mean squared prediction error for cases in the training

set plus the sum of absolute values of all regression

coefficients. The weighting factor is optimized by

cross-validation. LAR can be viewed as an acceler-

ated version of forward stagewise regression.16,17 The

algorithm developed by Efron et al14 is highly efficient

and can also be used to find the LASSO solution. Both

methods develop relatively parsimonious models and

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Cancer Informatics 2010:9

107

do not require the prior step of gene selection. There

have been many applications of LASSO in different

fields such as on protein mass spectrometry data18 and

SNP data.19 To our knowledge, the use of these mod-

els with gene expression profiles to predict continuous

outcome have not been reported. The third algorithm

we evaluated is the averaged linear regression (ALM)

method used in Bibikova et al.12 We used an unbiased

complete cross validation approach in order to get a

correct error estimate for the model. All methods were

tested using simulations in which the gene expression

levels were based on a real dataset and analysis of

two sets of real gene expression data.

Methods

Data sets

We simulated continuous response yi by applying

the following formula to the publicly available gene

expression dataset of Beer et al,20 which is curated in

the BRB-ArrayTools Data Archive.21

yxx

i ij

j

ij

j

ij

=-+

==

∑∑

1

5

6

10

ε (1)

where εij∼N(0, σ2). Various values of noise variance

were used for the simulations. The value of σ is cal-

culated from the real data, which is 0.63 on the log 2

scale; xij are the expression levels for sample i (from

1 to 96) in the first ten genes with no missing values.

Independent Gaussian noise is added. The data set

contains 86 lung cancer samples and 10 normal sam-

ples using the Affymetrix HuGeneFL chip with 7129

probe sets. We filtered out probe sets with missing

data, so the final data set contained 3501 probe sets.

The first real data set we analyzed with the three

algorithms relates gene expression to cytotoxic activ-

ity of the anti-cancer agent paclitaxel in lung cancer

cell lines.22 The data set contains 29 lung cancer cell

lines with 22,282 transcripts (HG-U133 A, Affyme-

trix, Santa Clara, CA). The drug activity data is

measured as growth inhibitory activity GI50. The log

2 based GI50 is used as continuous response. One cell

line (H69) is excluded in this study because its GI50

is beyond the detection limit.

The second real data set used to evaluate the

algorithms relates gene expression, measured with a

DASL array, to the Gleason score of human prostate

cancers.12 The data set contains 70 prostate tumor

patients with Gleason scores. There are 512 genes on

each chip. Since the pre-processing steps in that paper

were not described in sufficient detail for our applica-

tion, we use the summary of Intensity data generated

by the Illumina’s BeadArray package as gene mea-

surement input.

algorithms

lar and lassO

For a linear regression model in microarray gene

expression data,

YX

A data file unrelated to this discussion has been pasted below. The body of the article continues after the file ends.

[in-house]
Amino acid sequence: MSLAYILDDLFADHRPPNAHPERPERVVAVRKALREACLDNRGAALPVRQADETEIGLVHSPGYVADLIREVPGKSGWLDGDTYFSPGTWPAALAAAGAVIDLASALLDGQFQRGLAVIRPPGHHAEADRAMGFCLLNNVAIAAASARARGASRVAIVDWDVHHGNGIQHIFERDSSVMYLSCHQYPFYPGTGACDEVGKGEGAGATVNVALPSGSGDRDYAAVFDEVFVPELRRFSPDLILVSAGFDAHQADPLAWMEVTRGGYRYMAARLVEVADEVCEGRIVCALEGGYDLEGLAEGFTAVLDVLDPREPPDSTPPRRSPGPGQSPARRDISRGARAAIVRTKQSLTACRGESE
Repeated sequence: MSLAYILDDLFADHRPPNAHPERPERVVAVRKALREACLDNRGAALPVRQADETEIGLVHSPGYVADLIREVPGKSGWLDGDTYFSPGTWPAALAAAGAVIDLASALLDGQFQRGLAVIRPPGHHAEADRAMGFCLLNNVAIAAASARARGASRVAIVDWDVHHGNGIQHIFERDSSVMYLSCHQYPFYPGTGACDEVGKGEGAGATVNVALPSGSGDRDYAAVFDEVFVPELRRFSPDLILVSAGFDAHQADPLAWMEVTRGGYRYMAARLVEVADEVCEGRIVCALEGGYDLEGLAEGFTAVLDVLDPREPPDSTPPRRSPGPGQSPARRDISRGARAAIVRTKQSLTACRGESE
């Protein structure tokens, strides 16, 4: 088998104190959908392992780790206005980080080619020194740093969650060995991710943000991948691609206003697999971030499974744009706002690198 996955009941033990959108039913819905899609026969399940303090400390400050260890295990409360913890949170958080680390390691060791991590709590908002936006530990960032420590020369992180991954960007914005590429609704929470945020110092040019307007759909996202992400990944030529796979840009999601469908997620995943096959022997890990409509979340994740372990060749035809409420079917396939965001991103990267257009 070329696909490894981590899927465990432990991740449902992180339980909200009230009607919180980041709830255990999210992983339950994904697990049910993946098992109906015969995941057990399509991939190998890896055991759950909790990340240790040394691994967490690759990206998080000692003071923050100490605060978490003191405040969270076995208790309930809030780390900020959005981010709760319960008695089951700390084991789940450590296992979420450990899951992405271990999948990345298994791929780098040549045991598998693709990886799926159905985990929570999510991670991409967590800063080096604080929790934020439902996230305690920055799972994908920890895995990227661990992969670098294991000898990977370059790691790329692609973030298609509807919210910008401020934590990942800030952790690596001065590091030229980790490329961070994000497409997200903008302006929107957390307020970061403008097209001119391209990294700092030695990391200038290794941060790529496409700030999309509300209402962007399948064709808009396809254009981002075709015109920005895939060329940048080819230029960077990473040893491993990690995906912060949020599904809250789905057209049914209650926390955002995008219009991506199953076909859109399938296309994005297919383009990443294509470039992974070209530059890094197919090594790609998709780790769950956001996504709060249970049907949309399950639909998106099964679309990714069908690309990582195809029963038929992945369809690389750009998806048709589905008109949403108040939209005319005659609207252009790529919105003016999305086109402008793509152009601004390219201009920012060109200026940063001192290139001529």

=+βε (2)

where Y is the outcome vector with length n, X is

an n by p matrix of expression levels of p genes and

n samples, β is the regression coefficient vector, and

ε is the normal noise vector. LASSO is designed to

minimize

1

ˆˆ

p

j

j

YXβθβ

=

-+ ∑

where Y

residuals, the summation is over the genes j = 1,…,p,

and θ is a positive scalar.

LASSO is a regression with an L1 penalty. LAR

can be viewed as a version of forward stagewise

regression that uses mathematical formulas to accel-

erate the computation.17 It first selects the predictor

most correlated with the response. It brings that pre-

dictor into the model only to the extent that it remains

most correlated with the response. At each stage, the

variable most correlated with the residuals of the

current model is included.17

The LARS algorithm builds a sequence of models

in a stepwise manner which are indexed in terms of a

parameter representing the fraction (f) of algorithmic

steps relative to the model containing n genes, where

n is the number of samples. The LARS algorithm can

also be used to generate a sequence of models con-

taining increasing numbers of variables; each model

representing a linear model which is a Lasso solution.

That is, the LARS algorithm can be used to generate

X

-β denotes the sum of squares of

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Cancer Informatics 2010:9

a sequence of models, each of which minimizes the

sum of squared residuals plus a weight times the sum

of absolute values of the regression coefficients. The

models of the sequence correspond to decreasing val-

ues of the weight penalty.

The weighting factors for LAR and LASSO are

optimized by cross-validation. The LARS algorithm

can be used to generate a sequence of models indexed

by a tuning parameter f. For each value of f, a cross-

validated estimate of the squared prediction error is

obtained for each round of the cross-validation. After

the entire sequence of models is built, the final model

can be selected based on the f value for which the esti-

mated total squared prediction error is minimized.

We use the ‘LARS’ function with method ‘LASSO’

and ‘LAR’ in the library of the R statistical package.

We have implemented it into BRB-ArrayTools8 as a

plug-in.

averaged linear regression predictor (alM)

The algorithm was proposed in Bibikova et al.12 We

implemented their approach but incorporated a com-

plete cross validation step so that model error can be

correctly estimated.

With K-fold validation, the samples are randomly

partitioned into K (approximately) equal size groups

S1,S2,…,SK. One of the K subsets is omitted, say

subset k. We fitted a simple linear model for each

gene using a training set consisting of samples in the

union of the other K-1 subsets, denoted Sk. For each

gene j = 1, …, M (M is the total number of genes),

we fitted the univariate linear regression model

yx

ij kjkj ijij

=++αβε for all samples, i

are independent Gaussian errors. This provides esti-

mates of the regression parameters α

nificance level for testing the hypothesis βkj= 0.